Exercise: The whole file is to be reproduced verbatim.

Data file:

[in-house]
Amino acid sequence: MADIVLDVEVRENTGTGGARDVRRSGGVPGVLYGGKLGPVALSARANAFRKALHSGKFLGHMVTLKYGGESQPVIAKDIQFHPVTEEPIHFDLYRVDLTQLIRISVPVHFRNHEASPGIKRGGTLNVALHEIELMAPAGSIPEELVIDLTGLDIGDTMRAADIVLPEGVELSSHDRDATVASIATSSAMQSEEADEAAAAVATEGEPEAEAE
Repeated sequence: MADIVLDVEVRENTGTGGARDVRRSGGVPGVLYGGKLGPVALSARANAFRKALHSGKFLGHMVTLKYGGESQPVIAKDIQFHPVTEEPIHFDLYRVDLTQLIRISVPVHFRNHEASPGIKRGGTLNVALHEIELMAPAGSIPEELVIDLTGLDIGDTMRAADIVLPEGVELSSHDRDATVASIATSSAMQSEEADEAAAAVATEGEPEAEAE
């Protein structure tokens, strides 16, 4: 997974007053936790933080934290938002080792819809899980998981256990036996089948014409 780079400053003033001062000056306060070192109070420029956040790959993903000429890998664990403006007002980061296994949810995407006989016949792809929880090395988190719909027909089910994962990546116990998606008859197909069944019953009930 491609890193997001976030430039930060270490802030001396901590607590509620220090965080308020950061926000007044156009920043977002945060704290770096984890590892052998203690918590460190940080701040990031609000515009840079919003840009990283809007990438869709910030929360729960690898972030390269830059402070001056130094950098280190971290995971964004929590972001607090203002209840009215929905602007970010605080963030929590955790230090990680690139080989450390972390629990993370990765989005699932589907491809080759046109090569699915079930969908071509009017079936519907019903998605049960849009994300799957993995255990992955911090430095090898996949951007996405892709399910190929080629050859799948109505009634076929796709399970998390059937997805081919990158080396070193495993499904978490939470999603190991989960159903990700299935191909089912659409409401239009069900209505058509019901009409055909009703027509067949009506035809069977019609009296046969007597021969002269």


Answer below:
[in-house]
Amino acid sequence: MADIVLDVEVRENTGTGGARDVRRSGGVPGVLYGGKLGPVALSARANAFRKALHSGKFLGHMVTLKYGGESQPVIAKDIQFHPVTEEPIHFDLYRVDLTQLIRISVPVHFRNHEASPGIKRGGTLNVALHEIELMAPAGSIPEELVIDLTGLDIGDTMRAADIVLPEGVELSSHDRDATVASIATSSAMQSEEADEAAAAVATEGEPEAEAE
Repeated sequence: MADIVLDVEVRENTGTGGARDVRRSGGVPGVLYGGKLGPVALSARANAFRKALHSGKFLGHMVTLKYGGESQPVIAKDIQFHPVTEEPIHFDLYRVDLTQLIRISVPVHFRNHEASPGIKRGGTLNVALHEIELMAPAGSIPEELVIDLTGLDIGDTMRAADIVLPEGVELSSHDRDATVASIATSSAMQSEEADEAAAAVATEGEPEAEAE
């Protein structure tokens, strides 16, 4: 997974007053936790933080934290938002080792819809899980998981256990036996089948014409 780079400053003033001062000056306060070192109070420029956040790959993903000429890998664990403006007002980061296994949810995407006989016949792809929880090395988190719909027909089910994962990546116990998606008859197909069944019953009930 491609890193997001976030430039930060270490802030001396901590607590509620220090965080308020950061926000007044156009920043977002945060704290770096984890590892052998203690918590460190940080701040990031609000515009840079919003840009990283809007990438869709910030929360729960690898972030390269830059402070001056130094950098280190971290995971964004929590972001607090203002209840009215929905602007970010605080963030929590955790230090990680690139080989450390972390629990993370990765989005699932589907491809080759046109090569699915079930969908071509009017079936519907019903998605049960849009994300799957993995255990992955911090430095090898996949951007996405892709399910190929080629050859799948109505009634076929796709399970998390059937997805081919990158080396070193495993499904978490939470999603190991989960159903990700299935191909089912659409409401239009069900209505058509019901009409055909009703027509067949009506035809069977019609009296046969007597021969002269």